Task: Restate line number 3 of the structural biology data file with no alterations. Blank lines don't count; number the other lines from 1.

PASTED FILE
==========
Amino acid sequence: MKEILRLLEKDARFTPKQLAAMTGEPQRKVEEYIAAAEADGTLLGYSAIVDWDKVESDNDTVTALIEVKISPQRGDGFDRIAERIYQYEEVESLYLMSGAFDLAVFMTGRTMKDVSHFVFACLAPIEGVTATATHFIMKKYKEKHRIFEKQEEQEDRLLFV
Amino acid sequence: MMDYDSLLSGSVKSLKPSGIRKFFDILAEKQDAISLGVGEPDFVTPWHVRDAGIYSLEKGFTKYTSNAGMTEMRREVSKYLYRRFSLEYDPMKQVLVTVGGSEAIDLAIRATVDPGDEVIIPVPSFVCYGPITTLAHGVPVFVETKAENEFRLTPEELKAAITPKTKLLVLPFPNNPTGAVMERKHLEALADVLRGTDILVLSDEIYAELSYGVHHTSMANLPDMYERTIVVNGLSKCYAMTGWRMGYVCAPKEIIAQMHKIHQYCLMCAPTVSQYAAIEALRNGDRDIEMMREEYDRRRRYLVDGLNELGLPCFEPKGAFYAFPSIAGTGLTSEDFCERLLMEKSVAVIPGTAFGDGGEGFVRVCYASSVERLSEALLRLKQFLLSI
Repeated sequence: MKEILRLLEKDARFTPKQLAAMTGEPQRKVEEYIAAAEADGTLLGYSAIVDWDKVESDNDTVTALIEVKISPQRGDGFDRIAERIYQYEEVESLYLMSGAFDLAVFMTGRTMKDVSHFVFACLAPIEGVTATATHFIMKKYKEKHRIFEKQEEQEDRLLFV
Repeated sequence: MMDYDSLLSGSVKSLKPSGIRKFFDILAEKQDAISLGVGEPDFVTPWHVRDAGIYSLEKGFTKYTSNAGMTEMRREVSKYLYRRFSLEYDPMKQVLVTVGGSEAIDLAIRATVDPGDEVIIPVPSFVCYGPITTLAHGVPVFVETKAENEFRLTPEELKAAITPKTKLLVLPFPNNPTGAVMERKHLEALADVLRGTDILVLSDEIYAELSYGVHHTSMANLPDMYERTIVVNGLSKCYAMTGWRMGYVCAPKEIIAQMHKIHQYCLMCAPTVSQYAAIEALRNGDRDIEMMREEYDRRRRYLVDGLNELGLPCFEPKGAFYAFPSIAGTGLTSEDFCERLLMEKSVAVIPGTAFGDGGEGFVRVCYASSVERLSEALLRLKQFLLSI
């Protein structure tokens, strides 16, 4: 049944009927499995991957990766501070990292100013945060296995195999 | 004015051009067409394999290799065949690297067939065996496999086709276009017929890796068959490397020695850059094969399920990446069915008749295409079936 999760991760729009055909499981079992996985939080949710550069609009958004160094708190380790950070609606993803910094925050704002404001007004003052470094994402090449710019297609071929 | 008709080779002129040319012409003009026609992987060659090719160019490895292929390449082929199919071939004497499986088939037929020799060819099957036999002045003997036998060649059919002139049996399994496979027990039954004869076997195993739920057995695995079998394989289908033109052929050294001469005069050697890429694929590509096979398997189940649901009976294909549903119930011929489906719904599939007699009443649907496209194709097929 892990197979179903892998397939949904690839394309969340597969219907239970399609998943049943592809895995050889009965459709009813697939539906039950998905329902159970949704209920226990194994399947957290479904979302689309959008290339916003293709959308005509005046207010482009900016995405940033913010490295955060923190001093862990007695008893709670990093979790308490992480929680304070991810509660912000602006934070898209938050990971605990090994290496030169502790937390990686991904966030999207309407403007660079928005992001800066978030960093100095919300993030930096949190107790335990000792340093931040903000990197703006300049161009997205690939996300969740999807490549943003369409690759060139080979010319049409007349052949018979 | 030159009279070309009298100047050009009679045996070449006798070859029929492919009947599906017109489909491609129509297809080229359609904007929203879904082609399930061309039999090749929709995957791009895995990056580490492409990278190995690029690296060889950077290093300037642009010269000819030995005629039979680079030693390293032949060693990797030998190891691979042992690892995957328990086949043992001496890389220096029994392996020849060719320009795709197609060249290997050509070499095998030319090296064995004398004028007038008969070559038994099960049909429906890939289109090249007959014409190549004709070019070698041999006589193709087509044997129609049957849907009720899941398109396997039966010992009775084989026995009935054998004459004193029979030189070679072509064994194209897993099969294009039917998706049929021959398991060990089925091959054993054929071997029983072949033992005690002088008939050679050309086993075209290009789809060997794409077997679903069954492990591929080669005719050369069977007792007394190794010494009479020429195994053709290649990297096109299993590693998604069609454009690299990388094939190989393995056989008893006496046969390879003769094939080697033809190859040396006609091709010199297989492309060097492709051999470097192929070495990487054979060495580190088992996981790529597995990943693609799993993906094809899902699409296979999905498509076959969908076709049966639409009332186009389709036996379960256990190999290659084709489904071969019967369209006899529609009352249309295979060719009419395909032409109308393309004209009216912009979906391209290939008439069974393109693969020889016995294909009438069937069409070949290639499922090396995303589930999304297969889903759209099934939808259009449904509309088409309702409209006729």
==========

Repeated sequence: MKEILRLLEKDARFTPKQLAAMTGEPQRKVEEYIAAAEADGTLLGYSAIVDWDKVESDNDTVTALIEVKISPQRGDGFDRIAERIYQYEEVESLYLMSGAFDLAVFMTGRTMKDVSHFVFACLAPIEGVTATATHFIMKKYKEKHRIFEKQEEQEDRLLFV